The Best Movies Streaming Right Now: Annette, Collateral, Bob Ross, Candyman, Unsane

(Welcome to Now Stream This, a weekly column dedicated to the best movies streaming on Netflix, Amazon, Hulu, and every other streaming service out there.)

Time again for me to highlight five movies you can stream right now, or this weekend, or whenever the mood strikes you (unless they get removed from their respective streaming services). This week we have a weird musical, a movie shot on an iPhone, a horror sequel, a documentary about a painter, and Tommy Cruise saying, "Yo, homie."


Now Streaming on Amazon Prime Video

Release Date: 2021

Genre: Musical

Director: Leos Carax

Cast: Adam Driver, Marion Cotillard, Simon Helberg, Devyn McDowell

"Annette" was always destined to be a polarizing movie, so I will say up front that this may not be your cup of tea. But Leos Carax's big, weird, overlong musical was everything I wanted, and more. Adam Driver is an angry stand-up comic who has one of the worst routines you'll ever see and Marion Cotillard is a world-renowned opera singer. These two mismatched souls end up in a relationship that has the tabloids talking. And before you know it, that romance has spawned a child: baby Annette. And oh yeah, Annette is inexplicably a wooden puppet who can move around on her own. When Driver's aggro creep character learns his new puppet baby has a heavenly singing voice he decides to exploit her to make a fortune, consequences be damned! Featuring sometimes catchy, sometimes odd songs from Sparks, and a truly unhinged, all-in performance from Driver, "Annette" plays like a two-hour-plus "I Think You Should Leave" sketch performed semi-straight, and you'll either love that or want to burn every frame of the film with fire.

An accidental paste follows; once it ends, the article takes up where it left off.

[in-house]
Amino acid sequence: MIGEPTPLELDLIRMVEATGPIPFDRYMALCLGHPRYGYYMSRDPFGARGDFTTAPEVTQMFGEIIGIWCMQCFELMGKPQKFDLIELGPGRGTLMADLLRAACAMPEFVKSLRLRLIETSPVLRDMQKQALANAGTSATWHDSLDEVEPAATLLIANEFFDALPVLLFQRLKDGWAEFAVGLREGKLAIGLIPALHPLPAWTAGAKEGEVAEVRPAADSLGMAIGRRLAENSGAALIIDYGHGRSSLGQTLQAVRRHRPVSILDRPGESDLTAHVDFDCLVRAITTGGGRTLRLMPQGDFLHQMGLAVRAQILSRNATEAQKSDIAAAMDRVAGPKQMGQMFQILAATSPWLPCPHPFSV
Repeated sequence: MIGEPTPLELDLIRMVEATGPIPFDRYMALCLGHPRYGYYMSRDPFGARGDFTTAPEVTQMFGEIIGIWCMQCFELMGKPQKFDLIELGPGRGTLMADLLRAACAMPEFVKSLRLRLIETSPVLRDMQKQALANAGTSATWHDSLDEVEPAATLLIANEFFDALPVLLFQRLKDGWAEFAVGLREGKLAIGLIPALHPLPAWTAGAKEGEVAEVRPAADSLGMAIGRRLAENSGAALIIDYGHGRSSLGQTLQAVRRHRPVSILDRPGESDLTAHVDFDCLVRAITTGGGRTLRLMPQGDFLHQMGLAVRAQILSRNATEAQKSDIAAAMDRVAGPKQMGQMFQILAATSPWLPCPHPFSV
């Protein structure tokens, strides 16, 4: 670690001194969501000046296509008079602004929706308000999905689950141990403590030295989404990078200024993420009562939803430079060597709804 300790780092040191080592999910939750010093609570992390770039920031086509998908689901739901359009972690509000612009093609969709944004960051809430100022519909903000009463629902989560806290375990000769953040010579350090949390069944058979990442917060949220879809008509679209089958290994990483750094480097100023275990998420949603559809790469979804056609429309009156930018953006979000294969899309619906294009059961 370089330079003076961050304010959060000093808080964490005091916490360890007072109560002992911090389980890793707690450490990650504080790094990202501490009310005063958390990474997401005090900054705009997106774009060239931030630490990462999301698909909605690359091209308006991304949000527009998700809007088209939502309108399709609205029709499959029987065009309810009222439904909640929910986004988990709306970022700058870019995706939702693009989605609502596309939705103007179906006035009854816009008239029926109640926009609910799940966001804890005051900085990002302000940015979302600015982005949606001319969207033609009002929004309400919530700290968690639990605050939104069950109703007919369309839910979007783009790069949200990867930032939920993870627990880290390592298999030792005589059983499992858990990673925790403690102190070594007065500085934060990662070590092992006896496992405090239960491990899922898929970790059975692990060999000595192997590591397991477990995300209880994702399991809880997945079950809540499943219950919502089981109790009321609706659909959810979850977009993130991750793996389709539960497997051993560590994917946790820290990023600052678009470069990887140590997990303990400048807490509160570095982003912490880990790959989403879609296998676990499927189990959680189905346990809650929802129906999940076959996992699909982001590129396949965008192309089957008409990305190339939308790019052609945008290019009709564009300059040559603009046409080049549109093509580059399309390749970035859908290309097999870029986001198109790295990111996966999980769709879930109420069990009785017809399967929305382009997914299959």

For fans of: "Vox Lux," "Southland Tales," Adam Driver sucking toes and performing oral sex (not at the same time). 


Now Streaming on HBO Max

Release Date: 2004

Genre: Neo-Noir

Director: Michael Mann

Cast: Tom Cruise, Jamie Foxx, Jada Pinkett Smith, Mark Ruffalo, Peter Berg, Bruce McGill